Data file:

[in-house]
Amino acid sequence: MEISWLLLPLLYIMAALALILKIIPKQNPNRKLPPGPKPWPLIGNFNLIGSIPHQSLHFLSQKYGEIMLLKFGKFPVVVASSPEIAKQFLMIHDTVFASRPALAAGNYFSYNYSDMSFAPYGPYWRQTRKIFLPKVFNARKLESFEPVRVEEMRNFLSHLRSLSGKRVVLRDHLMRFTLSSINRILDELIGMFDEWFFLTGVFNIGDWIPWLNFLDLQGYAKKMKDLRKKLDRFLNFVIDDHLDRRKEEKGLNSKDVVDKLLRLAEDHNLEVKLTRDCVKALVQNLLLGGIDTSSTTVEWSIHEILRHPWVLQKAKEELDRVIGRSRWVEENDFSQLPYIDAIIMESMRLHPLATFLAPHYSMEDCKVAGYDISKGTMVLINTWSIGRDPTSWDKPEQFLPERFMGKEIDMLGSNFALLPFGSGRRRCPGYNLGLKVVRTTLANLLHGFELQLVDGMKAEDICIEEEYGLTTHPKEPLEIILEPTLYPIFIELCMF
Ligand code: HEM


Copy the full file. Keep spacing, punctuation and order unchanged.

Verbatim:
[in-house]
Amino acid sequence: MEISWLLLPLLYIMAALALILKIIPKQNPNRKLPPGPKPWPLIGNFNLIGSIPHQSLHFLSQKYGEIMLLKFGKFPVVVASSPEIAKQFLMIHDTVFASRPALAAGNYFSYNYSDMSFAPYGPYWRQTRKIFLPKVFNARKLESFEPVRVEEMRNFLSHLRSLSGKRVVLRDHLMRFTLSSINRILDELIGMFDEWFFLTGVFNIGDWIPWLNFLDLQGYAKKMKDLRKKLDRFLNFVIDDHLDRRKEEKGLNSKDVVDKLLRLAEDHNLEVKLTRDCVKALVQNLLLGGIDTSSTTVEWSIHEILRHPWVLQKAKEELDRVIGRSRWVEENDFSQLPYIDAIIMESMRLHPLATFLAPHYSMEDCKVAGYDISKGTMVLINTWSIGRDPTSWDKPEQFLPERFMGKEIDMLGSNFALLPFGSGRRRCPGYNLGLKVVRTTLANLLHGFELQLVDGMKAEDICIEEEYGLTTHPKEPLEIILEPTLYPIFIELCMF
Ligand code: HEM